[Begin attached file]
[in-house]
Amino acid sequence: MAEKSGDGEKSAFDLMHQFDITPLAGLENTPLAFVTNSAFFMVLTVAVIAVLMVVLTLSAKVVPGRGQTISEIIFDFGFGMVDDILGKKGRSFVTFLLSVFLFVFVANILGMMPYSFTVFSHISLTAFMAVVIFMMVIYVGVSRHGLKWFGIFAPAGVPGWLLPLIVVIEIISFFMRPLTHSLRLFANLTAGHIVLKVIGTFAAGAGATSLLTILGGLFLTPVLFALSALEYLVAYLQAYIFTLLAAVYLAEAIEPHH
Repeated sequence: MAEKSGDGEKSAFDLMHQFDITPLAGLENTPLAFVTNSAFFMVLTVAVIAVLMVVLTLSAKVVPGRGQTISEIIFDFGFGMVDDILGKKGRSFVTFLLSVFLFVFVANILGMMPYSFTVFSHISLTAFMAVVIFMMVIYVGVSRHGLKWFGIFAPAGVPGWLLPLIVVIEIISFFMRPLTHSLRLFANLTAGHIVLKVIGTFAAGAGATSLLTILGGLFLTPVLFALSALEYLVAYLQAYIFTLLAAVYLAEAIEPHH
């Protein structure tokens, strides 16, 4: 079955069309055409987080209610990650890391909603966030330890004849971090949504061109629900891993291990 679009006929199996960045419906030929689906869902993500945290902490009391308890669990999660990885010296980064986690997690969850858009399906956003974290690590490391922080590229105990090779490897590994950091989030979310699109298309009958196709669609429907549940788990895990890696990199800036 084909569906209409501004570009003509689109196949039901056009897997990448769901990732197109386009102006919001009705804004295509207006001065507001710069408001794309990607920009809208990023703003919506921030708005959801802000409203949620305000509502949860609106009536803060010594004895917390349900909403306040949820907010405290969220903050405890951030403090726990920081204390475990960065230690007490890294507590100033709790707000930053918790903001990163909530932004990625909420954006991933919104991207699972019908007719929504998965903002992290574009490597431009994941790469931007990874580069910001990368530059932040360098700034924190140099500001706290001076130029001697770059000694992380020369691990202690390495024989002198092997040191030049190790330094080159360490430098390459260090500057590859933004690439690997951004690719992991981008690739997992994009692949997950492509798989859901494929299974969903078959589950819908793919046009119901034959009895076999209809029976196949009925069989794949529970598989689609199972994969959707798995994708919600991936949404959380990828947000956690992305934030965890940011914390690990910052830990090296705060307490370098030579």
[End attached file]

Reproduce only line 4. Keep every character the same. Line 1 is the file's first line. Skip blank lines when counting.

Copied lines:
């Protein structure tokens, strides 16, 4: 079955069309055409987080209610990650890391909603966030330890004849971090949504061109629900891993291990 679009006929199996960045419906030929689906869902993500945290902490009391308890669990999660990885010296980064986690997690969850858009399906956003974290690590490391922080590229105990090779490897590994950091989030979310699109298309009958196709669609429907549940788990895990890696990199800036 084909569906209409501004570009003509689109196949039901056009897997990448769901990732197109386009102006919001009705804004295509207006001065507001710069408001794309990607920009809208990023703003919506921030708005959801802000409203949620305000509502949860609106009536803060010594004895917390349900909403306040949820907010405290969220903050405890951030403090726990920081204390475990960065230690007490890294507590100033709790707000930053918790903001990163909530932004990625909420954006991933919104991207699972019908007719929504998965903002992290574009490597431009994941790469931007990874580069910001990368530059932040360098700034924190140099500001706290001076130029001697770059000694992380020369691990202690390495024989002198092997040191030049190790330094080159360490430098390459260090500057590859933004690439690997951004690719992991981008690739997992994009692949997950492509798989859901494929299974969903078959589950819908793919046009119901034959009895076999209809029976196949009925069989794949529970598989689609199972994969959707798995994708919600991936949404959380990828947000956690992305934030965890940011914390690990910052830990090296705060307490370098030579």